Successfully Overcoming the Challenge: Cardiac Cine of Zebrafish in MRI.
Astrid Wietelmann1, Clemens Müller2, Arno Nauerth3, Didier Y.R. Stainier4, and Anabela Bensimon-Brito4

1MRI & µ-CT Service Group, Max-Planck-Institute for Heart and Lung Research, Bad Nauheim, Germany, 2Kerckhoff-Klinik, Kerckhoff-Klinik, Bad Nauheim, Germany, 3Bruker BioSpin MRI GmbH, Ettlingen, Germany, 4Department III Developmental Genetics, Max-Planck-Institute for Heart and Lung Research, Bad Nauheim, Germany


Zebrafish has been a widely used model to study cardiovascular development and diseases. Among the multiple advantages, zebrafish has the remarkable ability to regenerate lost or damaged organs including the heart. In vivo visualization of the cardiovascular system is particularly easy during early stages of development due to zebrafish transparency, which is lost in the adult stages. Therefore, it is of great interest to refine and adapt non-invasive imaging methods that allow a functional assessment of the zebrafish adult heart. The application of high-field functional MRI of the beating zebrafish heart will be presented and discussed.


The zebrafish is a powerful model organism to study the development and regeneration of the cardiovascular system [1]. One of the main advantages of this animal model is the possibility to live track cellular and tissue dynamics during development using optical tools [2]. However, non-invasive live imaging of adult specimens is particularly challenging [3,4,5]. The objective of this study was to adapt the measurement parameters of cardiovascular magnetic resonance imaging (CMR) for an in vivo, non-invasive assessment of the cardiac function of the adult zebrafish heart.

Methods and Materials

Measurements were performed on a 7T (Pharmascan, cryogenic 4 element array coil, receive-only, and a room temperature transmit-only volume coil (72mm) small animal MRI system. MRI self-gating sequences [6] were used to monitor cardiac rate, opercular motion and sudden movements of the fish, for retrospective reconstruction of the cines. Before scanning the zebrafish were anesthetized in a buffered 0.016% MS-222 solution (Sigma) until immobilization. For imaging zebrafish were placed in supine position into the scanner. An overall view of an ex vivo zebrafish (Fig. 1) illustrates the heart chambers in a sagittal view.


Successful cine reconstructions in various geometric orientations of the zebrafish heart were performed retrospectively by the evaluation of the selfgating signals. Monitoring the physiology of the zebrafish during data acquisition made it possible to identify the heart beat as well as sudden movements of the anesthetized fish. These occasional body movements could be discarded by the retrospective reconstruction. The navigators of the self-gated sequences were positioned such that they covered the ventricle, the bulbus arteriosus, the atrium and a combination of them. Spatially localized navigators could be used to derive the signal of each compartment individually. We were able to identify considerable variability in heart rate among individuals, but even more challenging for the reconstruction - an intrinsic variation in the same individual during the experiment.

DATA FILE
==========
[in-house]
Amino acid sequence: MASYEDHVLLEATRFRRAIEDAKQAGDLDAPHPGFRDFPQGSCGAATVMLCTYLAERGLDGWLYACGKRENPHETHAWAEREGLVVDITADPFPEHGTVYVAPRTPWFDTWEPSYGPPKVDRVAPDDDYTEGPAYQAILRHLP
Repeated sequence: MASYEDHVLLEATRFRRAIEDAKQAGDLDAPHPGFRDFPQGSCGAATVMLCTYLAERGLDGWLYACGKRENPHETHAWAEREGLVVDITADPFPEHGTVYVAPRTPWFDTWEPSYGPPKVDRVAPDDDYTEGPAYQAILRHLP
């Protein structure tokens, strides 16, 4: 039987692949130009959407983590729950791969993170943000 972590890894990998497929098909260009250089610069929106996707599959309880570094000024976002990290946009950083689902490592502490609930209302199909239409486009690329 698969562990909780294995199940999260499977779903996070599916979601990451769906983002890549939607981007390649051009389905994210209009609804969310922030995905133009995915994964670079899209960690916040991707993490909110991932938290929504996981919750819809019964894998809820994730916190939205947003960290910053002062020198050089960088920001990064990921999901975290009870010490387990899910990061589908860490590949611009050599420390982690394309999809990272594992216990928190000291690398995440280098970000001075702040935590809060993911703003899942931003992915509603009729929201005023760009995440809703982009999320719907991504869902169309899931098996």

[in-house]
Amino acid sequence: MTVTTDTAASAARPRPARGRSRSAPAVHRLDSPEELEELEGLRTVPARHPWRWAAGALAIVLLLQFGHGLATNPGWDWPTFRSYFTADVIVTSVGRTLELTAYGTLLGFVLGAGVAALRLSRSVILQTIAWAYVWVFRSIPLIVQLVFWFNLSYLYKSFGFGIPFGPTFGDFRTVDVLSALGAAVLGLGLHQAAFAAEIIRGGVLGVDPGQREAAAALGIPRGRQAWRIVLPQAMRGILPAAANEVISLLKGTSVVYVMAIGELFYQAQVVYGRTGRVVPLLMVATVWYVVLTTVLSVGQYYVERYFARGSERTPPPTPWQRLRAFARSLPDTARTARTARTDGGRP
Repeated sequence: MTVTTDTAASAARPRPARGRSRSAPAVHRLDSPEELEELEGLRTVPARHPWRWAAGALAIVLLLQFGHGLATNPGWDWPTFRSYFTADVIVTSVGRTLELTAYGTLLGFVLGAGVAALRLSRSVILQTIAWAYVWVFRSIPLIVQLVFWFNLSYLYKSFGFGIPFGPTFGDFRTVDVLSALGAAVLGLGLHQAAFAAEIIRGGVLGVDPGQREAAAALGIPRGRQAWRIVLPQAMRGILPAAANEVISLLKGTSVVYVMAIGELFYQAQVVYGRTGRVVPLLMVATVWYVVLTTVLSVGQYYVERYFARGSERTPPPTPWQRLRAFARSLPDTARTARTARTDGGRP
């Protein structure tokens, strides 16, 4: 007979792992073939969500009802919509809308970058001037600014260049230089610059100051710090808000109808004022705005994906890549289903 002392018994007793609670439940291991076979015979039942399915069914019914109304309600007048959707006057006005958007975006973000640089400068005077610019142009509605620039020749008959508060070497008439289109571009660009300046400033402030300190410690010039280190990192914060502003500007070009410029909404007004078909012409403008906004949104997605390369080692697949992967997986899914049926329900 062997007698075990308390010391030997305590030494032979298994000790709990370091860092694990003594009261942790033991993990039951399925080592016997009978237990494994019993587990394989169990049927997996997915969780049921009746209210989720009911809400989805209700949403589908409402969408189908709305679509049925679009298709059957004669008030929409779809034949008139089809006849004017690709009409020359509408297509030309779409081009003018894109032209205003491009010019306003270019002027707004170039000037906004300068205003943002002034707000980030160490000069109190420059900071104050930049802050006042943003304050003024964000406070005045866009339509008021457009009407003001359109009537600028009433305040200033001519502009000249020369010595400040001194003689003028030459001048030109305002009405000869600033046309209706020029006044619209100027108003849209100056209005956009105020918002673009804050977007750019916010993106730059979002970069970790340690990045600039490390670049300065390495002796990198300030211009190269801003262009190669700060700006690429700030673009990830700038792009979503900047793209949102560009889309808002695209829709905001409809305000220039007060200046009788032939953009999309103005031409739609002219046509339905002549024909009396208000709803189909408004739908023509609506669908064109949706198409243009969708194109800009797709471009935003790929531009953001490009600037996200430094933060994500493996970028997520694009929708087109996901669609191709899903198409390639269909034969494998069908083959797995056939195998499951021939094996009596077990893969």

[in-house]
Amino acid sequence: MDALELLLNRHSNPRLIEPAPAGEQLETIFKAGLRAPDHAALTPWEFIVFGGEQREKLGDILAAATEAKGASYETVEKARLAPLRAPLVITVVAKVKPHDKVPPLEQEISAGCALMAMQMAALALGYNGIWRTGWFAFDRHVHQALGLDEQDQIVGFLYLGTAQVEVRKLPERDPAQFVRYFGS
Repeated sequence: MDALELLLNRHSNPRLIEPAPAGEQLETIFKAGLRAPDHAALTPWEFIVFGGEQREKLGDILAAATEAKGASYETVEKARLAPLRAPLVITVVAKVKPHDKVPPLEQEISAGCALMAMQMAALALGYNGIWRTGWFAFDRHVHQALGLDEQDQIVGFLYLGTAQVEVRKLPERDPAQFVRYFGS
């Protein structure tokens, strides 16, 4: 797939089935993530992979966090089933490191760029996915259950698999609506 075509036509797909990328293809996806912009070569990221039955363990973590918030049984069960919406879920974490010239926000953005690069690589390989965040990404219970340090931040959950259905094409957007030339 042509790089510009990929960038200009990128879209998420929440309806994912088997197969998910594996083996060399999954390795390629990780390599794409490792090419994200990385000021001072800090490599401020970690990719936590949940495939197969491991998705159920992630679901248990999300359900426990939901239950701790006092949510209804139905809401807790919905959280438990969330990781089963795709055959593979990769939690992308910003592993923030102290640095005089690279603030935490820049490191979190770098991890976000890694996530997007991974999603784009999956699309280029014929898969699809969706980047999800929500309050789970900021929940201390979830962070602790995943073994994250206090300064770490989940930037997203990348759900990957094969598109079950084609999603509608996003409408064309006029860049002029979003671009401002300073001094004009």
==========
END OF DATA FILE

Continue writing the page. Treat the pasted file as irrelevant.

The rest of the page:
Fig. 2 shows the successful cardiac cine reconstruction of a two chamber view (ventricle and bulbus arteriosus) of a zebrafish whose heart rate switched several times between 70 and 130 bpm during measurement. Nevertheless the retrospective reconstruction provided excellent cines. In the three-chamber view (ventricle, atrium and bulbus arteriosus (Fig 3), one can depict the lumen of the ventricle.


We have successfully acquired non-invasive functional in vivo imaging of the beating heart in adult zebrafish. Major limitations rise not only from the small anatomy demanding high-resolution, but also from the strong variation of the heart rate in some individuals, making conventional triggering impossible. The retrospective gating technique seems to be the only solution to overcome all these difficulties including triggering, sudden body movements and individual differences. Overall, we present a unique methodology to identify phenotypes affecting the morphology and, importantly, the function of the zebrafish adult heart. By the use of CMR we may now provide new insights on potential therapeutic approaches using zebrafish as a cardiovascular model.


No acknowledgement found.


[1] Stainier (2001). “Zebrafish genetics and vertebrate heart formation” Nat Rev Genet 2: 39-48.

[2] Mickoleit, M., et al. (2014). "High-resolution reconstruction of the beating zebrafish heart." Nat Methods 11(9): 919-922.

[3] Koth, J., et al. (2017). "High-Resolution Magnetic Resonance Imaging of the Regenerating Adult Zebrafish Heart." Sci Rep 7(1): 2917.

[4] Charles, J. F., et al. (2017). "Utility of quantitative micro-computed tomographic analysis in zebrafish to define gene function during skeletogenesis." Bone 101: 162-171.

[5] Merrifield, G. D., et al. (2017). "Rapid and recoverable in vivo magnetic resonance imaging of the adult zebrafish at 7T." Magn Reson Imaging 37: 9-15.

[6] Bovens SM et al. (2011). “Evaluation of infarcted murine heart function: comparison of prospectively triggered with self-gated MRI.” NMR Biomed 24: 307–315.


Fig. 1: Sagittal visualisation of ex vivo zebrafish heart anatomy. Ventricle (V), atrium (A) and bulbus arteriosus (B); 3D Flash (TE/TR = 2.7/30ms; flip angle = 70°; AV = 6; resolution = 21/20/20µm)

Fig. 2: Endsystolic (left) and enddiastolic (right) coronal views of bulbus arteriosus and ventricle of in vivo zebrafish heart. Intragate Flash (TE/TR = 4.2/5.2; flip angle = 10°; OS = 150; resolution = 59/59 µm)

Fig. 3: Three-chamber sagittal views of in vivo zebrafish heart in endsystolic (left) and enddiastolic (right) phases. Intragate Flash (TE/TR = 2.7/8.9; flip angle 1ß°; OS = 200; resolution = 47/47 µm)

Proc. Intl. Soc. Mag. Reson. Med. 27 (2019)